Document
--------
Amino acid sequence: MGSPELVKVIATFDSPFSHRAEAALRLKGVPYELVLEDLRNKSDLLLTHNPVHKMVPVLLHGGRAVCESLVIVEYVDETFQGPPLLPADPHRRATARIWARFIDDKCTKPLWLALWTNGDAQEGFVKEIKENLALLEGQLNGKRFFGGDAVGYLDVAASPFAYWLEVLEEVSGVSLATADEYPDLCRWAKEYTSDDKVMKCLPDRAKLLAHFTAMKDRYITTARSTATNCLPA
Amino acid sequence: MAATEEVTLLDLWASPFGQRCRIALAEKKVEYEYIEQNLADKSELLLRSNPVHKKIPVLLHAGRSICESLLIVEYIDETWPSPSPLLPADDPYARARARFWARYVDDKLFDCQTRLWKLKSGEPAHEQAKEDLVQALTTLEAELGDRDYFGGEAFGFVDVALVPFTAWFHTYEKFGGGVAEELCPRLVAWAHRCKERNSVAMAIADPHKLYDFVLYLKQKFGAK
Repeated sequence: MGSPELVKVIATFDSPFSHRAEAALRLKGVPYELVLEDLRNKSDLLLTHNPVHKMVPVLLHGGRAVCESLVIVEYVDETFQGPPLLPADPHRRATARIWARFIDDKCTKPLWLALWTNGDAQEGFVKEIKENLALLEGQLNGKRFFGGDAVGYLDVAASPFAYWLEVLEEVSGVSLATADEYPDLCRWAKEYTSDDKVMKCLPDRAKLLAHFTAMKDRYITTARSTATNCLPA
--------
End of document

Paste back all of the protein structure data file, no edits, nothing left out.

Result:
Amino acid sequence: MGSPELVKVIATFDSPFSHRAEAALRLKGVPYELVLEDLRNKSDLLLTHNPVHKMVPVLLHGGRAVCESLVIVEYVDETFQGPPLLPADPHRRATARIWARFIDDKCTKPLWLALWTNGDAQEGFVKEIKENLALLEGQLNGKRFFGGDAVGYLDVAASPFAYWLEVLEEVSGVSLATADEYPDLCRWAKEYTSDDKVMKCLPDRAKLLAHFTAMKDRYITTARSTATNCLPA
Amino acid sequence: MAATEEVTLLDLWASPFGQRCRIALAEKKVEYEYIEQNLADKSELLLRSNPVHKKIPVLLHAGRSICESLLIVEYIDETWPSPSPLLPADDPYARARARFWARYVDDKLFDCQTRLWKLKSGEPAHEQAKEDLVQALTTLEAELGDRDYFGGEAFGFVDVALVPFTAWFHTYEKFGGGVAEELCPRLVAWAHRCKERNSVAMAIADPHKLYDFVLYLKQKFGAK
Repeated sequence: MGSPELVKVIATFDSPFSHRAEAALRLKGVPYELVLEDLRNKSDLLLTHNPVHKMVPVLLHGGRAVCESLVIVEYVDETFQGPPLLPADPHRRATARIWARFIDDKCTKPLWLALWTNGDAQEGFVKEIKENLALLEGQLNGKRFFGGDAVGYLDVAASPFAYWLEVLEEVSGVSLATADEYPDLCRWAKEYTSDDKVMKCLPDRAKLLAHFTAMKDRYITTARSTATNCLPA